High Streets Task Force PRDG July 2020 Insight Report

Data from the Task Force Professional Research and Data Group, generated in order to inform practice and policy for high streets across England. This July 2020 insight report includes significant detail on high street footfall, business impacts, social media and sentiment data and mobility data. It is available as a PDF.

Date added 17 August 2021
Last updated 13 October 2021

The Professional Research and Data Group, is a key part of the High Streets Task Force. Since COVID-19 the High Streets Task Force has pivoted to focus on supporting place leaders through COVID-19 crisis. This has meant refocusing the PRDG to a new aim; to work collaboratively, using our data, networks, skills and expertise to:

  • Understand the scale of the crisis and its impact on town centres/high streets
  • Support government with evidence/data for policy/response
  • Provide/sense-check the evidence-base for HSTF action and messaging

This July 2020 presentation summarises the latest data, research and insight the members of the PRDG have generated in order to inform practice and policy for high streets across England.

The PRDG membership is:

  • Royal Town Planning Institute (Chair)
  • Institute of Place Management (Research Lead & team)
  • Manchester Metropolitan University
  • Maybe*
  • Ministry for Housing, Communities and Local Government (MHCLG)
  • Springboard
  • Office for National Statistics (ONS)
  • Ordnance Survey
  • PwC (secretariat)

This month’s PRDG research summary is available in one version: PDF report (attached above). This month's data pack includes:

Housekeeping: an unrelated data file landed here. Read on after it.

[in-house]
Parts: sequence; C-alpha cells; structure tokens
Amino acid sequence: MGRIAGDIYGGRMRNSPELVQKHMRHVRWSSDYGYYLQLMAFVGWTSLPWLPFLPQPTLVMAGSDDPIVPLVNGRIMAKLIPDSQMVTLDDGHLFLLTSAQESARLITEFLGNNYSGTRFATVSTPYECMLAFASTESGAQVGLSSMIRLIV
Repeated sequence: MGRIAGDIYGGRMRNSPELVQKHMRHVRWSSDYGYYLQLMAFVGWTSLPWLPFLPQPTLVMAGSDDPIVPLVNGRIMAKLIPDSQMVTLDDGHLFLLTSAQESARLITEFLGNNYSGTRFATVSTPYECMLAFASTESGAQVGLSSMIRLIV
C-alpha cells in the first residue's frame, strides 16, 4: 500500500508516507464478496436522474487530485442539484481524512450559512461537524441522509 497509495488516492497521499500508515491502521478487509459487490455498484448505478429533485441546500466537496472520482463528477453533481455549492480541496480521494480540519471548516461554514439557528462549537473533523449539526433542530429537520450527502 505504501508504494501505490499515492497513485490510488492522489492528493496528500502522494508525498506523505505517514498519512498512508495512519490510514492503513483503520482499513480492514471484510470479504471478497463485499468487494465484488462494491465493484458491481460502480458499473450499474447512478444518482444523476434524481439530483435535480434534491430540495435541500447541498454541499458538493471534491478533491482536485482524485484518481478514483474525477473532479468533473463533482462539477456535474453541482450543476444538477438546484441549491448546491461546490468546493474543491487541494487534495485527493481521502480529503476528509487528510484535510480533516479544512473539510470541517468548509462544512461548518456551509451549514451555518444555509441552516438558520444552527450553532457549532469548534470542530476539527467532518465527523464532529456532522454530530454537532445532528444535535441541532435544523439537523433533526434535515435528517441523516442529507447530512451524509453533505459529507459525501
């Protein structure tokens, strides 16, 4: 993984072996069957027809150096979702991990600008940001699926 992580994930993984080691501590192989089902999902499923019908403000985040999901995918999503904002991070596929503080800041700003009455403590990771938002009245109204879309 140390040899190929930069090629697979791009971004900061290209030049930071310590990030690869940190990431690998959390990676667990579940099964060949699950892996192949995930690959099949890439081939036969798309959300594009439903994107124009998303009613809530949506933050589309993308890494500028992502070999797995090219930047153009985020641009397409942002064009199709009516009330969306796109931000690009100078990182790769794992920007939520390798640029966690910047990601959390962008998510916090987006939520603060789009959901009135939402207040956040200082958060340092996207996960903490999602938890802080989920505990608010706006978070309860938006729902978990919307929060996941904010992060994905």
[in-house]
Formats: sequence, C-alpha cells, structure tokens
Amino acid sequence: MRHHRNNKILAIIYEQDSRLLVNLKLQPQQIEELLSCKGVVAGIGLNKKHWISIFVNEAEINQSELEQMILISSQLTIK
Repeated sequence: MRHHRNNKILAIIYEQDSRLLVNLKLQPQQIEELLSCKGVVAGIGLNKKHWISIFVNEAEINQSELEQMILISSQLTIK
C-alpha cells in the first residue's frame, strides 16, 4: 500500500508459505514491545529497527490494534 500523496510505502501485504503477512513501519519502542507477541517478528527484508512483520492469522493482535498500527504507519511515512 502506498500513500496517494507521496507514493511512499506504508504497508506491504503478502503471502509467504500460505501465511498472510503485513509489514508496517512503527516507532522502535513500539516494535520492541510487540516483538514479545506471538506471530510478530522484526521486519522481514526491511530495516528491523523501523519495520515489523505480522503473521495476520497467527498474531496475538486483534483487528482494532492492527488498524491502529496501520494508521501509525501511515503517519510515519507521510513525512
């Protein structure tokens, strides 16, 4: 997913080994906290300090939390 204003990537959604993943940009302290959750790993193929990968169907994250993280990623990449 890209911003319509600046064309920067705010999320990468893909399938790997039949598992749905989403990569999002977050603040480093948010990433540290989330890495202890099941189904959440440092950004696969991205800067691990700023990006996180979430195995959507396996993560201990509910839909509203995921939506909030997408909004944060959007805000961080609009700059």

• Footfall data for the UK demonstrating that it has been falling since the end of February and that footfall on the 23rd July 2020 is down 43.2% compared to the same figure last year, but up 6.1% compared to the same figure last week. On Saturday 4th July there was a slight increase in overall footfall, +20.9% compared to same figure previous week. This can be explained by pubs, restaurants and hairdressers reopening.
  • ONS data showing the business impact of COVID-19 in the UK. The data illustrates that the majority of businesses do indeed continue to trade, apart from in the arts, entertainment and recreation sector where only 39.1% of businesses surveyed continue to trade. There is still an overall fall in turnover for 57.6% of businesses surveyed, and 21.5% reported having workforce on furlough. It also shows that operating costs have increased across sectors due to implementing safety measures, especially in customer facing industries. This data also shows how the virus has disproportionately affected specific sectors within the economy, particularly arts, entertainment and recreation, and accommodation and food service activities. It also shows how non-store retail sales increased by 24.3% in the past three months and by 21% since April and online spending experienced the highest proportion on record in May 2020 at 33.4%.
  • Maybe* data demonstrating that since lockdown, the % of organisations active on social media has fallen dramatically, a consistent trend across the UK. A survey conducted with 20,000 shoppers also indicates that, despite 46% of respondents feeling that safety measures on the high streets are ‘satisfactory’, 32% are still nervous about shopping again.
  • PwC consumer sentiment data showing that, despite the continuing lockdown and economic uncertainty, sentiment is resilient. June’s survey found sentiment of -11, a slight recovery on May and April 2020, but a significant improvement on -26 in March 2020.
  • Google Mobility data illustrating that more people are visiting parks across the countries presented, especially during public holidays. However, despite re-opening of the hospitality sector in the UK, mobility in the other categories has remained steady.